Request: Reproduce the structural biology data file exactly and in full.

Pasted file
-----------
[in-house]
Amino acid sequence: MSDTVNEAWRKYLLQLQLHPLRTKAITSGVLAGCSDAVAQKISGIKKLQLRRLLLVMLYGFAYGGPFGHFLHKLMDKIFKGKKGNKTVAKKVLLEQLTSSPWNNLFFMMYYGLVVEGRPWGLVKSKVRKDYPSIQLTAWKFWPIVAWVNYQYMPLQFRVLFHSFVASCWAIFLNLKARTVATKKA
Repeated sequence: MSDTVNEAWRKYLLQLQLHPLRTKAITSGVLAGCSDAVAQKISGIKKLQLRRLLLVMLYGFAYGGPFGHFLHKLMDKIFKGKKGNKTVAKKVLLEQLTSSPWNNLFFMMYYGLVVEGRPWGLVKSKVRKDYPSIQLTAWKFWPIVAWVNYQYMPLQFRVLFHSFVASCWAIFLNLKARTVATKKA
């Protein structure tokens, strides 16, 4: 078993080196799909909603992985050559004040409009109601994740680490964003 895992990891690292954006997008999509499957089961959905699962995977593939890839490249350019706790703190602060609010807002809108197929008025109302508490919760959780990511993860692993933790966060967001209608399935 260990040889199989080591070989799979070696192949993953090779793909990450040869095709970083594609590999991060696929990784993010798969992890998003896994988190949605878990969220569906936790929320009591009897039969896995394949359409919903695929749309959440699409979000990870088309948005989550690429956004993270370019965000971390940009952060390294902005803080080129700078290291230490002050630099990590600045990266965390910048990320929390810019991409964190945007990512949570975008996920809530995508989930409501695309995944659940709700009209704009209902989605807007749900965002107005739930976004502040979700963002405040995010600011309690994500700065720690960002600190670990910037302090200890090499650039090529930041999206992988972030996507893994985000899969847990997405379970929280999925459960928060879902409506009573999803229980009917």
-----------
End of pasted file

[in-house]
Amino acid sequence: MSDTVNEAWRKYLLQLQLHPLRTKAITSGVLAGCSDAVAQKISGIKKLQLRRLLLVMLYGFAYGGPFGHFLHKLMDKIFKGKKGNKTVAKKVLLEQLTSSPWNNLFFMMYYGLVVEGRPWGLVKSKVRKDYPSIQLTAWKFWPIVAWVNYQYMPLQFRVLFHSFVASCWAIFLNLKARTVATKKA
Repeated sequence: MSDTVNEAWRKYLLQLQLHPLRTKAITSGVLAGCSDAVAQKISGIKKLQLRRLLLVMLYGFAYGGPFGHFLHKLMDKIFKGKKGNKTVAKKVLLEQLTSSPWNNLFFMMYYGLVVEGRPWGLVKSKVRKDYPSIQLTAWKFWPIVAWVNYQYMPLQFRVLFHSFVASCWAIFLNLKARTVATKKA
């Protein structure tokens, strides 16, 4: 078993080196799909909603992985050559004040409009109601994740680490964003 895992990891690292954006997008999509499957089961959905699962995977593939890839490249350019706790703190602060609010807002809108197929008025109302508490919760959780990511993860692993933790966060967001209608399935 260990040889199989080591070989799979070696192949993953090779793909990450040869095709970083594609590999991060696929990784993010798969992890998003896994988190949605878990969220569906936790929320009591009897039969896995394949359409919903695929749309959440699409979000990870088309948005989550690429956004993270370019965000971390940009952060390294902005803080080129700078290291230490002050630099990590600045990266965390910048990320929390810019991409964190945007990512949570975008996920809530995508989930409501695309995944659940709700009209704009209902989605807007749900965002107005739930976004502040979700963002405040995010600011309690994500700065720690960002600190670990910037302090200890090499650039090529930041999206992988972030996507893994985000899969847990997405379970929280999925459960928060879902409506009573999803229980009917």